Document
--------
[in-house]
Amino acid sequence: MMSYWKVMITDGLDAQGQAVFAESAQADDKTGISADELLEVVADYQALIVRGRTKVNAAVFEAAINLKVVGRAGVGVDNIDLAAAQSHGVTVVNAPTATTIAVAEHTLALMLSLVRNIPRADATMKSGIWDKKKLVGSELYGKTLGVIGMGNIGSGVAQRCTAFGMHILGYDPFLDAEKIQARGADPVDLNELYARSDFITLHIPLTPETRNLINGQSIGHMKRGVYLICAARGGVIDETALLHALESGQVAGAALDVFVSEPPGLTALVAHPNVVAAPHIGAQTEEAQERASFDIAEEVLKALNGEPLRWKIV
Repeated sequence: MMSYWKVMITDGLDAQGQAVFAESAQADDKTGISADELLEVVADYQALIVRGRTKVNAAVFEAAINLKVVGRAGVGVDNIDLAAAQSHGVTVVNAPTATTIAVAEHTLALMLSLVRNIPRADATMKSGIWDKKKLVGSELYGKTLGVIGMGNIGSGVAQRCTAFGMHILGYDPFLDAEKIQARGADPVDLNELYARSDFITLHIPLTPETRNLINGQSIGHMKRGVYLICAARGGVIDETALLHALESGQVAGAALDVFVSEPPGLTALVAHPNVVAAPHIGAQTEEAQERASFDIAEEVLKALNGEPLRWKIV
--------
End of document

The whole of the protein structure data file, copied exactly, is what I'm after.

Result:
[in-house]
Amino acid sequence: MMSYWKVMITDGLDAQGQAVFAESAQADDKTGISADELLEVVADYQALIVRGRTKVNAAVFEAAINLKVVGRAGVGVDNIDLAAAQSHGVTVVNAPTATTIAVAEHTLALMLSLVRNIPRADATMKSGIWDKKKLVGSELYGKTLGVIGMGNIGSGVAQRCTAFGMHILGYDPFLDAEKIQARGADPVDLNELYARSDFITLHIPLTPETRNLINGQSIGHMKRGVYLICAARGGVIDETALLHALESGQVAGAALDVFVSEPPGLTALVAHPNVVAAPHIGAQTEEAQERASFDIAEEVLKALNGEPLRWKIV
Repeated sequence: MMSYWKVMITDGLDAQGQAVFAESAQADDKTGISADELLEVVADYQALIVRGRTKVNAAVFEAAINLKVVGRAGVGVDNIDLAAAQSHGVTVVNAPTATTIAVAEHTLALMLSLVRNIPRADATMKSGIWDKKKLVGSELYGKTLGVIGMGNIGSGVAQRCTAFGMHILGYDPFLDAEKIQARGADPVDLNELYARSDFITLHIPLTPETRNLINGQSIGHMKRGVYLICAARGGVIDETALLHALESGQVAGAALDVFVSEPPGLTALVAHPNVVAAPHIGAQTEEAQERASFDIAEEVLKALNGEPLRWKIV